Anderson's Conversion of heat into

work, 412.

Anemometer exposure, 458.

Aniline-oil as an anaesthetic, 32.

Animal and steam power, 88.

Animals, are they happy? 255.

Anthropological research in Russia,
505; section of American association,

Anthropometrical tests, 376.
Ants' eyes, experiments on, 630.
Apes, mental faculties of, 374; social
instincts of, 374.

Appalachia, first number of, 452.
Aqueduct, an ancient, 583.
Archeological enigmas, 528, 564; fraud,
403; school at Athens, 430; work of
Mr. Maudslay, 358.

Archeology at Athens, 412; at Johns
Hopkins, 358; in Greece, 479; Roman,
lectures on, 512.

Architecture, instruction in, 577.
Arctic Sea, ice in the, 363.

Aristotelian society of London, 482.

Arnold's Elementary education on the
continent, 593.

Arrowsmith's Kaegi's Rigveda, 618.
Arsenical poisoning, 386.

Art, society of decorative, 472.
Artesian well at Northampton, Mass.,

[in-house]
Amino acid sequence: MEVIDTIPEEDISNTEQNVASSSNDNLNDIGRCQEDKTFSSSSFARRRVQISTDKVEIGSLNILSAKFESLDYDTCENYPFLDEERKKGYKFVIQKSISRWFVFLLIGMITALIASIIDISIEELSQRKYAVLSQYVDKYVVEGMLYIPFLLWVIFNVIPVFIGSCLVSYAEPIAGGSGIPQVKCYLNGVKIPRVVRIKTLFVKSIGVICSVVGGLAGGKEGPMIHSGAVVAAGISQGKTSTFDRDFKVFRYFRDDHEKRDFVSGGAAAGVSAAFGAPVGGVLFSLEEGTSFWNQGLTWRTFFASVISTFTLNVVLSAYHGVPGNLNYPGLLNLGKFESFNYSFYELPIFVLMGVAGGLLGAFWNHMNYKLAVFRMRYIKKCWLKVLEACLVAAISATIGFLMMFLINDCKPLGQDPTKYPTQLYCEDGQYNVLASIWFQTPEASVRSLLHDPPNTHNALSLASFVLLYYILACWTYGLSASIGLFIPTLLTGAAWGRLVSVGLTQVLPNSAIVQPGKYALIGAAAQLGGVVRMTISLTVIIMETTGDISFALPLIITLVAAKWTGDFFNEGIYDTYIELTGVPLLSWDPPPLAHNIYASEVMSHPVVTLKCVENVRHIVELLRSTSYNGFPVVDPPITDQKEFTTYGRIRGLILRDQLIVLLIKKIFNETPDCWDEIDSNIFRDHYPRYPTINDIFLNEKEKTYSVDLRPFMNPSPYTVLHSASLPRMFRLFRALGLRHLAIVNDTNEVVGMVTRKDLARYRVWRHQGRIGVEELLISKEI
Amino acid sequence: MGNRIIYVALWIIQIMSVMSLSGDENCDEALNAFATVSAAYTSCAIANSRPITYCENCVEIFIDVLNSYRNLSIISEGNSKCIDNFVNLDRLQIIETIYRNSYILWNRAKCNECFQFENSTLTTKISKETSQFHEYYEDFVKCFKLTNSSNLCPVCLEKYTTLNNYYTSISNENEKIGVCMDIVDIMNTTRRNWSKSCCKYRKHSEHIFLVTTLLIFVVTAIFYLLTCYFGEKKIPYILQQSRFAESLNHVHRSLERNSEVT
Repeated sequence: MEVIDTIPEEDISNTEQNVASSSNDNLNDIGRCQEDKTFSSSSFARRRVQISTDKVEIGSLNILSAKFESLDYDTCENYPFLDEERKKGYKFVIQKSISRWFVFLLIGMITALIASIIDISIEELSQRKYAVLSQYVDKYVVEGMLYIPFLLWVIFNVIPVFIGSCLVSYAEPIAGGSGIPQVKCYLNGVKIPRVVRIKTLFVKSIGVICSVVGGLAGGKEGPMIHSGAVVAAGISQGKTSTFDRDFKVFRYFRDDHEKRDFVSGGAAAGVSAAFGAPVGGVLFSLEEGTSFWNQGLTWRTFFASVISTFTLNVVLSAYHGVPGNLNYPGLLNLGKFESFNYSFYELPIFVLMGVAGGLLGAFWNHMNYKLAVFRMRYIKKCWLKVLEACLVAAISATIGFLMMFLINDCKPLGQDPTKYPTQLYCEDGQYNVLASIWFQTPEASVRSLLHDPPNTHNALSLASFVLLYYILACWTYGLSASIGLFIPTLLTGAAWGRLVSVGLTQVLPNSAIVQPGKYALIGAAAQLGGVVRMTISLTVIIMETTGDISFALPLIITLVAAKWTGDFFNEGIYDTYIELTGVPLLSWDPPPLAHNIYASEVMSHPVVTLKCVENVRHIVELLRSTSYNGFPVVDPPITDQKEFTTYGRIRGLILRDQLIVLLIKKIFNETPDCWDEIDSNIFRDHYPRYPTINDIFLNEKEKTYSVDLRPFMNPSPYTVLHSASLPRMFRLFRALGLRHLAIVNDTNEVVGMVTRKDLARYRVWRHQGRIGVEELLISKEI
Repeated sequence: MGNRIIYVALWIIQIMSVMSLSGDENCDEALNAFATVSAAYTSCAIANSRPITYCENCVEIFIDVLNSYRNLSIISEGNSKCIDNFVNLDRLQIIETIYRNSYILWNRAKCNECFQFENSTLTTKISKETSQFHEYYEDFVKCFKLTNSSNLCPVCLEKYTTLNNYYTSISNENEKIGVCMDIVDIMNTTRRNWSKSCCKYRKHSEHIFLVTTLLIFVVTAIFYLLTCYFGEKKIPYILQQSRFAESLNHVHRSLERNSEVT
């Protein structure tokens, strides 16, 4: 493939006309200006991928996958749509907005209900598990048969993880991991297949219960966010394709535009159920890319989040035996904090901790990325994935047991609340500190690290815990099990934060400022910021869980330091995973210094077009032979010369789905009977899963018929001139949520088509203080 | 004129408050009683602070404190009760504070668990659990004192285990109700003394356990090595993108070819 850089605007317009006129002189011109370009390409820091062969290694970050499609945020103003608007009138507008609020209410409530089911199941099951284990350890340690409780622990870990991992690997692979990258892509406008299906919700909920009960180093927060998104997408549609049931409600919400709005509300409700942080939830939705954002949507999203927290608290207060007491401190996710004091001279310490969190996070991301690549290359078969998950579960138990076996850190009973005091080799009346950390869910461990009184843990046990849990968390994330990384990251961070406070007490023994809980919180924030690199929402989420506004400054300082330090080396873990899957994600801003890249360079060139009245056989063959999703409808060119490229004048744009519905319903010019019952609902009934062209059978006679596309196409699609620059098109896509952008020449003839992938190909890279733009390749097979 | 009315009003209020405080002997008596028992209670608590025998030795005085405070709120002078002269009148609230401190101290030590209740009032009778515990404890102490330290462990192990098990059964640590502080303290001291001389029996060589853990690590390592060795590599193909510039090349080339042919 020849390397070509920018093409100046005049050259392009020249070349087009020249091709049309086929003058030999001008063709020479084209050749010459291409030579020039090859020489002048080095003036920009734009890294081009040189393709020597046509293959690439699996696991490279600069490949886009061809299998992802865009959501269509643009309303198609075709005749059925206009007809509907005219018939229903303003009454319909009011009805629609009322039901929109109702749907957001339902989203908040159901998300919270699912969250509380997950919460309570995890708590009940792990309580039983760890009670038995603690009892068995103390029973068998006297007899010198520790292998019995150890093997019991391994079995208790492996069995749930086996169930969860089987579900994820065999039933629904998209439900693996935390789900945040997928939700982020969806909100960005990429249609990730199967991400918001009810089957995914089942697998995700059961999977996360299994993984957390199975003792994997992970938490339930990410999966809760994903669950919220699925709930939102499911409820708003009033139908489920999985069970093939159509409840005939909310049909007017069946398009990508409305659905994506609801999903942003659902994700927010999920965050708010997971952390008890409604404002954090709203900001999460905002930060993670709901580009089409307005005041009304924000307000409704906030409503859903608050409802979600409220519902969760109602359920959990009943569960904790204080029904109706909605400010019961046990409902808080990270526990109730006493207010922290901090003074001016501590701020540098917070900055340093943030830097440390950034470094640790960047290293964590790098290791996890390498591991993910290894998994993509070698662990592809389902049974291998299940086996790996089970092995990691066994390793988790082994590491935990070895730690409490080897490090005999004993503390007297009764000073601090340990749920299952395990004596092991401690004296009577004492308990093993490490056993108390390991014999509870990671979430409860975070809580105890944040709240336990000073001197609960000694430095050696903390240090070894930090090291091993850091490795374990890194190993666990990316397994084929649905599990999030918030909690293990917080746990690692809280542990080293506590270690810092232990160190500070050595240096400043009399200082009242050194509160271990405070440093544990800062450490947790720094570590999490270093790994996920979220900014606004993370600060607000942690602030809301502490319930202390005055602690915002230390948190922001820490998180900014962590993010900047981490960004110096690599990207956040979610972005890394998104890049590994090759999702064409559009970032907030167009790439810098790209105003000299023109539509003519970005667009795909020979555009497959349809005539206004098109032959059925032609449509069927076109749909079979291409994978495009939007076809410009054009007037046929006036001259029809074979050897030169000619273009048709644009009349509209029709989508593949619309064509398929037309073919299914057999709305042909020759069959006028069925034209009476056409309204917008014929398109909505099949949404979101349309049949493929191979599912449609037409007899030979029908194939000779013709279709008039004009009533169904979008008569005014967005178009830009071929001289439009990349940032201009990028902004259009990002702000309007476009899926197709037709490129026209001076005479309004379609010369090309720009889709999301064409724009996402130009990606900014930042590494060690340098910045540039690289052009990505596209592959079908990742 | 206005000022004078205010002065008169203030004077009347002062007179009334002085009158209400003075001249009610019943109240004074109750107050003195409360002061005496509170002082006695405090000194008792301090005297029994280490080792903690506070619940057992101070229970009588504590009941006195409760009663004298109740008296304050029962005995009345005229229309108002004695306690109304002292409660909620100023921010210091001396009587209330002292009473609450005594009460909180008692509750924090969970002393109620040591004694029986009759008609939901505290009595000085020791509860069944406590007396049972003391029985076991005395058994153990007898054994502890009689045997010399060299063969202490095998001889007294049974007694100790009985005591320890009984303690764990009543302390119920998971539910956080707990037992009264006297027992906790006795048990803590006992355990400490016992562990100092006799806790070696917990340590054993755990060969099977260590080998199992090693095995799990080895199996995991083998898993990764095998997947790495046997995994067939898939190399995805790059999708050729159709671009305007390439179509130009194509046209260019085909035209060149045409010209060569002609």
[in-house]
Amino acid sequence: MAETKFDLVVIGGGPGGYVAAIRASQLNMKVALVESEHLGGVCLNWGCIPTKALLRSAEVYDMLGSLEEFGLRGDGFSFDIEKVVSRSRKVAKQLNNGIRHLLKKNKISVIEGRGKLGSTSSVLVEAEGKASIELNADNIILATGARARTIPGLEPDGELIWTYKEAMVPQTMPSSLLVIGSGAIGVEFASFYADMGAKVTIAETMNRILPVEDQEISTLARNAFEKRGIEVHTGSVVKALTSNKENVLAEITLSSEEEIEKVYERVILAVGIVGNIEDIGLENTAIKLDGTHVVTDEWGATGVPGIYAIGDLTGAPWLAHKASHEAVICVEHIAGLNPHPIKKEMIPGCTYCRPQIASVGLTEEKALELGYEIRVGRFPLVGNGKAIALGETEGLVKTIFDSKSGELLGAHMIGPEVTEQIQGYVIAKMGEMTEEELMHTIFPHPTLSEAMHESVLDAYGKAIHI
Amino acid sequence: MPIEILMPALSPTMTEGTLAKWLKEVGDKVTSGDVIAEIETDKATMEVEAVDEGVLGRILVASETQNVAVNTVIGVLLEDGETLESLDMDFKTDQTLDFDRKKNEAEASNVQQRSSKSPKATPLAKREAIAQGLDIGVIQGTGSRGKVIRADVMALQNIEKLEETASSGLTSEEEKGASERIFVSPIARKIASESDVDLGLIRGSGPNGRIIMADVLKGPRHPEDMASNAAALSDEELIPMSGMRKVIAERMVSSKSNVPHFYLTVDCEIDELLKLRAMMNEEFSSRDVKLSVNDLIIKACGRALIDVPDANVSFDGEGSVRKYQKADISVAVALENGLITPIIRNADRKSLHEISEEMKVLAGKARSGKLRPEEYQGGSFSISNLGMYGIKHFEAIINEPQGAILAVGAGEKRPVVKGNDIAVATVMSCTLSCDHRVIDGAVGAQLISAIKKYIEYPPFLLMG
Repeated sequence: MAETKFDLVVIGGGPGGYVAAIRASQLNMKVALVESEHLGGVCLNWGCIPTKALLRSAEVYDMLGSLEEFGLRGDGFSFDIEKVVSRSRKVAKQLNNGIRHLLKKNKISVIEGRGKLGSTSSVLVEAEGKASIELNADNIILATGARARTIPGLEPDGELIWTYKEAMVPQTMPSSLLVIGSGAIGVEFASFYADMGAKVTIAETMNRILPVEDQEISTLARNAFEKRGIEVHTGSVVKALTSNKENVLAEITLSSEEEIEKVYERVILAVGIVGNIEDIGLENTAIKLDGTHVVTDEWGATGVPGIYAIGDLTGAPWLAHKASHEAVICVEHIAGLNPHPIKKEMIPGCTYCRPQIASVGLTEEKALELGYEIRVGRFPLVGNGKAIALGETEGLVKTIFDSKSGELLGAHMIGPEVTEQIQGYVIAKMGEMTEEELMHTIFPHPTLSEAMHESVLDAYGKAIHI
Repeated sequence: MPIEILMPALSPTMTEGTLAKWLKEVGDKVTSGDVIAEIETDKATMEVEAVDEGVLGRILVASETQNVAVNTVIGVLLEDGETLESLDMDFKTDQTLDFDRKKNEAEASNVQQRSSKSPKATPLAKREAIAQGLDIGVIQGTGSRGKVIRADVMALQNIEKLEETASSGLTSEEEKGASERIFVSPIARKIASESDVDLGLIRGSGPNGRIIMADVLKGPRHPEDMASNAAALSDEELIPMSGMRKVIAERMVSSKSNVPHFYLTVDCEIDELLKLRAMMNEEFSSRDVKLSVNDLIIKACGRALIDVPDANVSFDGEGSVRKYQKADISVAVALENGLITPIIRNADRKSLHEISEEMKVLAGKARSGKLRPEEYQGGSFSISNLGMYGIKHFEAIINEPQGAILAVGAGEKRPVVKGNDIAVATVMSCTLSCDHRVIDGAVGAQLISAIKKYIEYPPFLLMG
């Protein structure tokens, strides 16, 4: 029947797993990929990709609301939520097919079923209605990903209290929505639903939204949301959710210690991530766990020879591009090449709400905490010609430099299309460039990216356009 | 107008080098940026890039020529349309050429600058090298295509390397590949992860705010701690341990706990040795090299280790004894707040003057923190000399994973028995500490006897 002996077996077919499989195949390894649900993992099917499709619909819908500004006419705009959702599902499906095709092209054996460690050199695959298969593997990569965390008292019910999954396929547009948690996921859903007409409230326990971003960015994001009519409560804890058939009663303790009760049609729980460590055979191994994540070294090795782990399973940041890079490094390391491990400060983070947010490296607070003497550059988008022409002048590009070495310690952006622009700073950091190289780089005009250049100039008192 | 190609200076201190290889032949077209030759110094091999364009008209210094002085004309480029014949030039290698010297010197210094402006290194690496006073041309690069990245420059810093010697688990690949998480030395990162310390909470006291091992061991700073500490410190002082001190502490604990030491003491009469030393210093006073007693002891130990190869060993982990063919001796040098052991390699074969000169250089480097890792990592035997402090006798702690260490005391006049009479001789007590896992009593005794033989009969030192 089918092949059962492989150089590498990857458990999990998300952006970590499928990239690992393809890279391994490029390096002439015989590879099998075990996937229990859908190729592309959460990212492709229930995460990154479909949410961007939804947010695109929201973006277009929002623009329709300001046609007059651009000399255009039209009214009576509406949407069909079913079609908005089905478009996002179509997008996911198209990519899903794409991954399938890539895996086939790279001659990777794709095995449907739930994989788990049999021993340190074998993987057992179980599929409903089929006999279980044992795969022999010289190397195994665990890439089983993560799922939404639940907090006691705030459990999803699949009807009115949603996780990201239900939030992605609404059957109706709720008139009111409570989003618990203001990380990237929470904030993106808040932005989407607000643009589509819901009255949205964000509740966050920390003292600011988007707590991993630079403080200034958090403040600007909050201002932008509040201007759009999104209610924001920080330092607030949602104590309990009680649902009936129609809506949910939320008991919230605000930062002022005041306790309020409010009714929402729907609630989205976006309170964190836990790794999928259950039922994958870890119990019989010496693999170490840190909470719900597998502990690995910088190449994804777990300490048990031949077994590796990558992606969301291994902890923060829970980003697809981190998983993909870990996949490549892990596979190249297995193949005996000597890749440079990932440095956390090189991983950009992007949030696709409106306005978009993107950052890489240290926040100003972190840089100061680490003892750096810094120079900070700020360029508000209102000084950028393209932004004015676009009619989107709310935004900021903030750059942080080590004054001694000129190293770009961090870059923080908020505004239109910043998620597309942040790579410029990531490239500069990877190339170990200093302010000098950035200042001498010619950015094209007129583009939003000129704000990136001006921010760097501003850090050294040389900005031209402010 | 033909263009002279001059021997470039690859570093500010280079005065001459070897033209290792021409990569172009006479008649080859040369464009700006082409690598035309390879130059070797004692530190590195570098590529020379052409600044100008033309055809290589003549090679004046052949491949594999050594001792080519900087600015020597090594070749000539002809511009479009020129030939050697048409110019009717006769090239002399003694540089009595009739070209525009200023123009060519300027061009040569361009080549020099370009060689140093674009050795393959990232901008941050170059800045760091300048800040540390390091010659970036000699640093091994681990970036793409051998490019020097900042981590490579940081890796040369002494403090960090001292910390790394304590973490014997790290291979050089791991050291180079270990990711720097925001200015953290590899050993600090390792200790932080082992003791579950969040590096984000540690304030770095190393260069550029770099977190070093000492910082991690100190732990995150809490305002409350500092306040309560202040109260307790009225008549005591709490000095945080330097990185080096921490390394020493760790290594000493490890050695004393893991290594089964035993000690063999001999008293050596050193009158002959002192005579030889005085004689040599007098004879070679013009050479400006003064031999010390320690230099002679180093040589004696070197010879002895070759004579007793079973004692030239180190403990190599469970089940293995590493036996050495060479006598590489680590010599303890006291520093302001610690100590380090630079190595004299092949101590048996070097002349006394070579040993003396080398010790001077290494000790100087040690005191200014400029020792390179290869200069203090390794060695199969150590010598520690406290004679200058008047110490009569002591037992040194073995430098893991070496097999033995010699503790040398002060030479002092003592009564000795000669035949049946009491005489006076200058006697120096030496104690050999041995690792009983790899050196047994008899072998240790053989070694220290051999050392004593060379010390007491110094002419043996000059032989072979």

432; in Iowa, 276.

Arthur, Barnes, and Coulter's Plant-
dissection, 552.
Ashburner, C. A., 468.
Asia, explorations in, 342.
Asparagus-poisoning, 31.

Ass with abnormal hoofs, 304.
Assyriology at the Johns Hopkins uni-
versity, 409.

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AYRES, W. O. Carnivorous prairie
dogs, 165; revivification, 282.

Bacilli and inoculation, 430.
Bacillus of bread-fermentation, 433.
BACON, C. A. Barometer exposure, 370.
Bacteria, 29.

Bacteriological researches, 410.
Bagnall's Mosses, 99.

Bahamas, alligators in the, 369; weather
in the, 412, 629.

BAILEY, L. W. A deep lake, 412.
BAIRD, G. W. Flying-fish, 10.
BAKER, H., Pneumonia, 189.
Baku, oil-wells of, 342.
Balfour, A. J., 586.

Balloon ascension with natural gas, 302;
construction in Berlin, 367.
Ballooning, effects of, on memory, 255;
French military, 297; in France, 383.
Bamian statues, the, 628.

Barnes. See Arthur, Barnes, and Coul-

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Beetles, Brazilian, 433.

Benjamin's Age of electricity, 397.
Bequests to colleges, 575.
Beri-beri, 10, 478; in Brazil, 185.
Berlin, crowded condition of, 140.
Bert, Paul, 445, 532.

Bert's First steps in scientific knowl-
edge, 584.

Bethune, C. J. C., 412.

Bibliography, 501, 588; of education,